Advance HE asked staff working in HE institutions across the UK to complete a survey on their experiences and their wellbeing, at the point when the country started to open up again between October and December (before the second nationwide lockdown). This timing of the survey was planned to avoid the most restrictive policies, and to check in on staff working with increased flexibility, which many institutions are likely to take forward as official policy.
Flexible working, with more regular opportunities for remote working, if implemented well has the potential to allow staff to fit their work around their home life at a time and place that suits them. Many employees across industries have enjoyed the extra time they’ve gained through no longer commuting, and have reported increased productivity at home. There are of course many possible downsides to enforced remote working, but giving staff the choice of where and when they work is looking increasingly appealing to employers. This is new territory for the majority of universities, however, and staff must be properly supported to make the most of flexible or hybrid working.
Our survey asked UK HE staff to rate their satisfaction with their life, their job and their work-life balance, each on a scale from 1-10 while working from home. This has allowed us to compare the wellbeing scores of staff during this time with the general population pre- and post-pandemic, and with students.
Compared to the general population pre-pandemic, it does appear that staff wellbeing had taken a hit, even in the period when leisure and hospitality venues were starting to reopen. The Office for National Statistics estimated life satisfaction of the general population to be around 7.6-7.7 in the months just preceding the pandemic, and 7.2 in December 2020. Our survey showed that average life satisfaction of HE staff in October – December 2020 was similar to the general population, at 7.3.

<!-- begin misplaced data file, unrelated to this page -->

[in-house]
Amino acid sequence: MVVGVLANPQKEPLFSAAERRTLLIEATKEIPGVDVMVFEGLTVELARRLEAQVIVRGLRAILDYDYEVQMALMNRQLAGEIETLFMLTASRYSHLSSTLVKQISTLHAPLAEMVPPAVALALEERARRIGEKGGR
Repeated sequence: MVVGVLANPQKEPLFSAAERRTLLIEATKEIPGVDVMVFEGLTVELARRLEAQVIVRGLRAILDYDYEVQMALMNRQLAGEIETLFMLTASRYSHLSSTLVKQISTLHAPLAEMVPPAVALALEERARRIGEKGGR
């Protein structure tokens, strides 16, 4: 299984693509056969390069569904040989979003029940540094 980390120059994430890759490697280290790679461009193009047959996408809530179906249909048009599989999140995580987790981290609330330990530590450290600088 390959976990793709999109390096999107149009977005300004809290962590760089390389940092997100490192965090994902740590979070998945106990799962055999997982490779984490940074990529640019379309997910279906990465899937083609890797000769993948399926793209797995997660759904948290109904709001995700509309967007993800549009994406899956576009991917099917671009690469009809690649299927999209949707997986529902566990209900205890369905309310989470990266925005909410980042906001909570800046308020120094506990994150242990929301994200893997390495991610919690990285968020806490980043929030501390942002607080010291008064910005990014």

However, when we dug deeper into the results, it became clear that the experience of staff differed considerably across types of jobs. Around 1 in 5 staff members (18.0%) reported low life satisfaction, 12.9% reported low job satisfaction, and just under a quarter of staff (23.9%) reported low satisfaction with their work-life balance. Academic staff, in particular, reported considerably lower wellbeing compared to professional and support staff. Their wellbeing was more comparable to students’, for whom the detrimental impacts of the pandemic have been well documented. The differences are particularly wide for staff satisfaction with work-life balance. In open-ended questions, staff told us of struggles with managing the extra workload required to deliver high-quality teaching and marking remotely on top of their usual research demands.
What can institutions do to support their staffs’ wellbeing in the move to more remote working?
What the data says
We also asked staff about actions their institution had taken to support them in the transition to home working. Across the board, staff who said their institution or department had supported them and provided them with the resources they needed to carry out their job remotely reported higher satisfaction with their life, their job, and their work-life balance. This highlights the importance of pastoral care of staff for supporting their overall wellbeing.
What staff want
However, it would not be realistic to expect that the list of response options we offered in the survey could cover all of the possible ways institutions could support their staff. So we asked staff directly: Is there one thing your employer could do or have done differently to help improve your experience of transitioning to remote working? Over 1,000 staff members provided considered and detailed responses to this question.
Around one in five respondents only had positive things to say or said that there was nothing more their institution could have done, and many acknowledged the difficulty of the situation for their institution. However, a large number of staff members reported real difficulties in the transition to remote working, and a fundamental lack of support from their institution.
The main things staff felt their institution could do better were:
- Provide (better) equipment and practical resources
- Improve senior leadership’s response and decision-making
- Reduce, or properly acknowledge, increased workloads
- Line managers, and other staff, could check-in with them more regularly, or at all
- Improve and tailor institution-wide communications
Results from analysis of each theme, and what is covered under the broad headings, can be found in the full report.